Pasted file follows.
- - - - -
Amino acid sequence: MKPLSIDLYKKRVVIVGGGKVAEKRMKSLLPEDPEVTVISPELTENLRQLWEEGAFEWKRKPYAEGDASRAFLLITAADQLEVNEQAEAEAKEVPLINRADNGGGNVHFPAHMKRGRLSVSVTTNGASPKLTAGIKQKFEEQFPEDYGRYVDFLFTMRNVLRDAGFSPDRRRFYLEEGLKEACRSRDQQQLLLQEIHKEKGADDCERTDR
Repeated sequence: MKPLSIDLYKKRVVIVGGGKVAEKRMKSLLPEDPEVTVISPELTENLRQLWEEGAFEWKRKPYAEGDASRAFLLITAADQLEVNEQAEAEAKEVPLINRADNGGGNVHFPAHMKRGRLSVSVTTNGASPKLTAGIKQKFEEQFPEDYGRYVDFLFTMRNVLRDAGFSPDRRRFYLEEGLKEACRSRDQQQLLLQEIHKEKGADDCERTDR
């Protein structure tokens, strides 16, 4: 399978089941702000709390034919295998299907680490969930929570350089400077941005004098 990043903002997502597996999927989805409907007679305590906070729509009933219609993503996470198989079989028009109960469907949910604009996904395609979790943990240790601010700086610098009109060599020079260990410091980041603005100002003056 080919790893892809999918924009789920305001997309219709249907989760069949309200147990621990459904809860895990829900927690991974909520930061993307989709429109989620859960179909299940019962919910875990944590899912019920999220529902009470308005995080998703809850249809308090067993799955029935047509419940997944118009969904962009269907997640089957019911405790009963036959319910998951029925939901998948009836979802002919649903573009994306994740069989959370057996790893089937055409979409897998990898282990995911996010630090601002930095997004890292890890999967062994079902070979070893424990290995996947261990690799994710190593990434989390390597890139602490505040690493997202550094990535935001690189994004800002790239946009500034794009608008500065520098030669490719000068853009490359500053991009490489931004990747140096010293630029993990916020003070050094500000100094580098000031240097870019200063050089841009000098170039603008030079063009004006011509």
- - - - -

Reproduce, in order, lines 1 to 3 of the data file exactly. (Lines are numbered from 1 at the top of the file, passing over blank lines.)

Amino acid sequence: MKPLSIDLYKKRVVIVGGGKVAEKRMKSLLPEDPEVTVISPELTENLRQLWEEGAFEWKRKPYAEGDASRAFLLITAADQLEVNEQAEAEAKEVPLINRADNGGGNVHFPAHMKRGRLSVSVTTNGASPKLTAGIKQKFEEQFPEDYGRYVDFLFTMRNVLRDAGFSPDRRRFYLEEGLKEACRSRDQQQLLLQEIHKEKGADDCERTDR
Repeated sequence: MKPLSIDLYKKRVVIVGGGKVAEKRMKSLLPEDPEVTVISPELTENLRQLWEEGAFEWKRKPYAEGDASRAFLLITAADQLEVNEQAEAEAKEVPLINRADNGGGNVHFPAHMKRGRLSVSVTTNGASPKLTAGIKQKFEEQFPEDYGRYVDFLFTMRNVLRDAGFSPDRRRFYLEEGLKEACRSRDQQQLLLQEIHKEKGADDCERTDR
């Protein structure tokens, strides 16, 4: 399978089941702000709390034919295998299907680490969930929570350089400077941005004098 990043903002997502597996999927989805409907007679305590906070729509009933219609993503996470198989079989028009109960469907949910604009996904395609979790943990240790601010700086610098009109060599020079260990410091980041603005100002003056 080919790893892809999918924009789920305001997309219709249907989760069949309200147990621990459904809860895990829900927690991974909520930061993307989709429109989620859960179909299940019962919910875990944590899912019920999220529902009470308005995080998703809850249809308090067993799955029935047509419940997944118009969904962009269907997640089957019911405790009963036959319910998951029925939901998948009836979802002919649903573009994306994740069989959370057996790893089937055409979409897998990898282990995911996010630090601002930095997004890292890890999967062994079902070979070893424990290995996947261990690799994710190593990434989390390597890139602490505040690493997202550094990535935001690189994004800002790239946009500034794009608008500065520098030669490719000068853009490359500053991009490489931004990747140096010293630029993990916020003070050094500000100094580098000031240097870019200063050089841009000098170039603008030079063009004006011509």